The Review:

Now we’re back on track! I really missed Dina and the Inn in the last installment (which was a great read, but it was more a spin-off than a true continuation) so I’m glad to see her back with flair. I really loved the conflict in Sweep with Me and the interesting characters who visited the Inn (the inclusion of so many non-human entities is what makes this series so fun). It hits the spot perfectly for that light-hearted palate cleanser between heavier reads, and sadly finishing this one puts me completely up to date with IA reads (::shrieks:: what am I going to do?!!?). This series has been excellent to recommend to people looking for something light, and it stretches nicely to fill a lot of spec-fic genres (it reads like an urban fantasy, the magic feels very fantasy, yet the concept and world-building is all modern scifi… I love it when books break molds). I can’t wait for the next one. :) Emerald Blaze (the newest Hidden Legacy book coming out August 2020) will have to hold me over!

P.S. I love the cook. He reminds me of Huido in Julie Czerneda’s Trade Pact Universe / Clan Chronicles.

Other books you might like:

by Niki Hawkes

Image

Mini Review: Blood of Empire by Brian McClellan

Blood of Empire by Brian McClellan

Title: Blood of Empire

Author: Brian McClellan

Series: Gods of Blood and Powder #3

Genre: Fantasy

Rating: 4.5/5 stars

The Overview: The Dynize have unlocked the Landfall Godstone, and Michel Bravis is tasked with returning to Greenfire Depths to do whatever he can to prevent them from using its power; from sewing dissension among the enemy ranks to rallying the Palo population. Ben Styke’s invasion of Dynize is curtailed when a storm scatters his fleet. Coming ashore with just twenty lancers, he is forced to rely on brains rather than brawn – gaining new allies in a strange land on the cusp of its own internal violence. Bereft of her sorcery and physically and emotionally broken, Lady Vlora Flint now marches on Landfall at the head of an Adran army seeking vengeance against those who have conspired against her. While allied politicians seek to undo her from within, she faces insurmountable odds and Dynize’s greatest general. -Goodreads

The Mini Review:

You know those fantasy authors who are so good, you can relax into their writing and just enjoy? That’s McClellan. I’ve been a book reviewer for almost a decade, and it’s difficult sometimes to turn off my critical eye. But every once in a while, a series comes along where I can just sit back and appreciate the journey without all the constant evaluation. These are the kinds of stories that give me fire as a reviewer – the ones that end up on my favorites lists to be recommended for years. There wasn’t a single thing I didn’t love about this continuation trilogy. The quality of every element was so on-point, but by far my favorite component was the characters and the amazing relationships cultivated between them. I go into much greater detail in other reviews for this series, so I’ll save you the repetition, but suffice to say it’s superb. Evaluating all the books I’ve read from him so far, I think Promise of Blood is still my favorite, but only because it was the funniest. The ending of Blood of Empire was great, and I hope it’s not the last we see from this world. He has a new unrelated series starting next year, and I plan to be first in line for it!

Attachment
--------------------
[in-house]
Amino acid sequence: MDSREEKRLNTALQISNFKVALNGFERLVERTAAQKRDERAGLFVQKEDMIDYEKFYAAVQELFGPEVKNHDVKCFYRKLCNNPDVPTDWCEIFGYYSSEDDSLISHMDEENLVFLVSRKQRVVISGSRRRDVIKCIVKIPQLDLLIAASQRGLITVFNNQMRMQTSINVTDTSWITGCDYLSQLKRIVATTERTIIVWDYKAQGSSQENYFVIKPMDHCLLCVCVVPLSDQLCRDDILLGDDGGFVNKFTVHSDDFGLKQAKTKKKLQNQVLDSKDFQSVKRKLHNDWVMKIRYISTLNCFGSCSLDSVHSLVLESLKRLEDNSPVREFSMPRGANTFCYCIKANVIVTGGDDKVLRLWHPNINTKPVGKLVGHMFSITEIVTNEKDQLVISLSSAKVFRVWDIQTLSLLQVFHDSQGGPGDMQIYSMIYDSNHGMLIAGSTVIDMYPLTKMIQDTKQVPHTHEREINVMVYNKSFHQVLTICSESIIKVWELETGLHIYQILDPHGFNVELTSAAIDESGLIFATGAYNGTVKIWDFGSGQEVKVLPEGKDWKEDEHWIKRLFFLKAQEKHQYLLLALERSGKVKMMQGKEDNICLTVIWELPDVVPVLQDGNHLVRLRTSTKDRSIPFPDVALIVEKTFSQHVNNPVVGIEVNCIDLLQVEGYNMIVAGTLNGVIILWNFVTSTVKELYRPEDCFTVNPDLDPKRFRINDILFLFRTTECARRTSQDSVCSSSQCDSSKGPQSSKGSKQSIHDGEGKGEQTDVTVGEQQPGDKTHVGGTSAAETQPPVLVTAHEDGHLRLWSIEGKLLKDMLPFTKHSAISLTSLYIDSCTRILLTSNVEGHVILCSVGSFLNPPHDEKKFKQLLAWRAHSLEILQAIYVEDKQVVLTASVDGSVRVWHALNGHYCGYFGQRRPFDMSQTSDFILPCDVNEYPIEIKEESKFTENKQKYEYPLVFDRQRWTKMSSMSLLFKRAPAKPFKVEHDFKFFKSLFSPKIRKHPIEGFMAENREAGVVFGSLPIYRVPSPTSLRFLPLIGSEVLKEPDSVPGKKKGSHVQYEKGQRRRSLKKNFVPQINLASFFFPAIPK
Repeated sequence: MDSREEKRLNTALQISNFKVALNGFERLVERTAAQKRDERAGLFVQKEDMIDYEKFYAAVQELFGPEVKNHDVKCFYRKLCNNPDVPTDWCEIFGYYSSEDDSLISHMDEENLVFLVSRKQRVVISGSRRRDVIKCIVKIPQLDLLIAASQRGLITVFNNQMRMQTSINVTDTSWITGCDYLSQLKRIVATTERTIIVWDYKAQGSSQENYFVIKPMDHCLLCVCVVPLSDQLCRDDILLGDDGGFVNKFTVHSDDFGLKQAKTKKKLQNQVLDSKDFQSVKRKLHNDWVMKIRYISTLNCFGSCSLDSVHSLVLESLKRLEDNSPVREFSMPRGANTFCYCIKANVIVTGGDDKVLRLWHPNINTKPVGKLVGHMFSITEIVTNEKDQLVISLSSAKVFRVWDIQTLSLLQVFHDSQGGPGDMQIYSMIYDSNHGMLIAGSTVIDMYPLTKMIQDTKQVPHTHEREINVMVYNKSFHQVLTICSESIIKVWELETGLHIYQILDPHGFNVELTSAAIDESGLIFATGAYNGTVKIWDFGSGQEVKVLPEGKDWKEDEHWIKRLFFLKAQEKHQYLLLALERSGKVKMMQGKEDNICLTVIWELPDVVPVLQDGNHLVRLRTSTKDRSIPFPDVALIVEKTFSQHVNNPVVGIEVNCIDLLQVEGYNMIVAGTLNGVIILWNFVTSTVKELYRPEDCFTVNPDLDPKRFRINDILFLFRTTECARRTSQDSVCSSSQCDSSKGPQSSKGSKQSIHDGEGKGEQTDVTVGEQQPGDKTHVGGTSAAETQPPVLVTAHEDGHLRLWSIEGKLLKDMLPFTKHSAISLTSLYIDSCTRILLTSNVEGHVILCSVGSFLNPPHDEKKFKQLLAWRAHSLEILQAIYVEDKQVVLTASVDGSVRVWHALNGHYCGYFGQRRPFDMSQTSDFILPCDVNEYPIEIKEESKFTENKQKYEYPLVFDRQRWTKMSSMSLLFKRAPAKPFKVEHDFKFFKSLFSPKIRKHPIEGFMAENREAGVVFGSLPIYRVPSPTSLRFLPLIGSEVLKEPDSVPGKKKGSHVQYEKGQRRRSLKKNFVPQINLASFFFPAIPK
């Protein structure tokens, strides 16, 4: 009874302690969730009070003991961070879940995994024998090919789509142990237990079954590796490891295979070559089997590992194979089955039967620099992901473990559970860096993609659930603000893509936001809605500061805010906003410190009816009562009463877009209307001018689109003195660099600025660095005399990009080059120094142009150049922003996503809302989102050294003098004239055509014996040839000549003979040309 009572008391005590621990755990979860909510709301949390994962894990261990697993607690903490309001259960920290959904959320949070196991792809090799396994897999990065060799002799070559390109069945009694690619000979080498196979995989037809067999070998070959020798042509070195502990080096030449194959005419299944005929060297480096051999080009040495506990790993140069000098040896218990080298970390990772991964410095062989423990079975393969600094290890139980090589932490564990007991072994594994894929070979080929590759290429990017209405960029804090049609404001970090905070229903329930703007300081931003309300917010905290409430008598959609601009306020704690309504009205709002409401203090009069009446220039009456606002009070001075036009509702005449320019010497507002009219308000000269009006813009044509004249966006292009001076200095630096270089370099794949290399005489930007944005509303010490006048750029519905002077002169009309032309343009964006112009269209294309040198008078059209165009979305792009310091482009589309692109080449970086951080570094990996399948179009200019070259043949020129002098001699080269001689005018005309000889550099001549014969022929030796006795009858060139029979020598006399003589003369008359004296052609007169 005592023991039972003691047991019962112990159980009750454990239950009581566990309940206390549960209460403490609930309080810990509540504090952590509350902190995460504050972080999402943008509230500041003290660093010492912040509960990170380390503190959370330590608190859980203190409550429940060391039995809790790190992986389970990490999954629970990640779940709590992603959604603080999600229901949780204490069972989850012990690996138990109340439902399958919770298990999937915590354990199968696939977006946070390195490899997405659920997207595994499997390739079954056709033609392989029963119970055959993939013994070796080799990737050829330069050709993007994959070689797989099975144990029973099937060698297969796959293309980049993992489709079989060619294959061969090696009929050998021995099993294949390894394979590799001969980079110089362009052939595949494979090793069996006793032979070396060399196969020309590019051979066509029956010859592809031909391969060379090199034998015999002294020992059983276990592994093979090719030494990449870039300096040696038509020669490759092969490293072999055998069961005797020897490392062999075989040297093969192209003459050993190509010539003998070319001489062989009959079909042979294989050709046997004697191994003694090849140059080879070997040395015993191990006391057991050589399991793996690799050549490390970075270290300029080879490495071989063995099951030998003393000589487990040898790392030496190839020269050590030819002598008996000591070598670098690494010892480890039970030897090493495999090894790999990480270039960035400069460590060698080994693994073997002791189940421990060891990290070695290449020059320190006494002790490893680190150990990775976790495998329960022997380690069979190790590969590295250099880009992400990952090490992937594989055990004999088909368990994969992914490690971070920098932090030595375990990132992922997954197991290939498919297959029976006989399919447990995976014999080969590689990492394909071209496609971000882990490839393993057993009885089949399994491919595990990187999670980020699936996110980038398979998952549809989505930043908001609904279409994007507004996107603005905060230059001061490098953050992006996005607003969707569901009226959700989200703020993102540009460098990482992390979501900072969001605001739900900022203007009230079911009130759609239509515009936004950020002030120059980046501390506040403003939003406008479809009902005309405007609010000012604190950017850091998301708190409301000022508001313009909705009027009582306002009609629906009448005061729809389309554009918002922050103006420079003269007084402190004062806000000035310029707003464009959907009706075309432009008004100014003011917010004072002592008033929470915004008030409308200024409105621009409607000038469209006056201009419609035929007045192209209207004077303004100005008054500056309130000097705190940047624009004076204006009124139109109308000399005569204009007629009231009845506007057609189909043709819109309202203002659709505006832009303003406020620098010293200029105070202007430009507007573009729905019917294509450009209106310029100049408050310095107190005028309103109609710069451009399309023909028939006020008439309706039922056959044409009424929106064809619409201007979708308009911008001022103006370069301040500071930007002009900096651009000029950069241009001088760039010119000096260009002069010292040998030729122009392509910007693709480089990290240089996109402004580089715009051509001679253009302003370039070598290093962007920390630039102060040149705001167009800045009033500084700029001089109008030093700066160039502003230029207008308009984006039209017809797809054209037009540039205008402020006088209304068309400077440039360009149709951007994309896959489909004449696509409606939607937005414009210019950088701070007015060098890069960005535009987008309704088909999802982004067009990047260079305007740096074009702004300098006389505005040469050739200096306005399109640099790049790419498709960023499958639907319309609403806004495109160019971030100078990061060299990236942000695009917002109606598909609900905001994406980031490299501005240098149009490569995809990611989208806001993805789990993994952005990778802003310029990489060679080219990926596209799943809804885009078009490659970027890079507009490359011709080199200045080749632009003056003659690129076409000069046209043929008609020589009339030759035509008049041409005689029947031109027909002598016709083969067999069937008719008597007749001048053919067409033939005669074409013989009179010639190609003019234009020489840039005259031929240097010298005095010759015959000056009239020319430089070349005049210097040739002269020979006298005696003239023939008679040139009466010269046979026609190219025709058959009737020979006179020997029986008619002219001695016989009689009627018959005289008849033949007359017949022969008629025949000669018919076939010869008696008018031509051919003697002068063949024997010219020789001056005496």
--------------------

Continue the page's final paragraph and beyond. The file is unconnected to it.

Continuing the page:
Other books you might like:

Image

Tackling the TBR [57]: May 2020

tackling the TBR

It’s once again time for my favorite feature: Tackling the TBR! There’s nothing I love more than picking out which books to read next, and this slightly organized method of reading has really amped my enjoyment to the next level. Bring on the mantras!

Read the best books first.
&
Life is too short to read books you’re not enjoying.

However you put together your TBR for the next month, the goal is to reduce the amount of obligation in reading and increase the fun.


Here’s a look at how the system works:

1. Identify the titles that take top priority in your TBR.
2. Combine them all in your own Tackling the TBR post.
3. Throughout the month pick from that pile as the mood strikes you.

Here’s what mine looks like:

May 2020 TBR Tackler Shelf:

Physical Copies:

Audiobooks:

Reading has been so much fun lately. :) I get the occasional dud here and there, but for the most part, everything I’ve been picking up has been golden! I’m finally in back into a good reading routine, which prioritizes sitting down with a physical book a couple times a day. I’m also signing up for ARCs and getting more involved with Buddy Reads in my favorite Goodreads group. This is awesome – I feel like my old self again ^_^. American Demon is my last current ARC, so once I finish that I’ll finally be diving into Deadhouse Gates (which I started about a year ago…). The Cruel Stars is a review obligation as well, but I’m almost positive it’s going to be one I’ll enjoy. 


Have a great month in reading!

by Niki Hawkes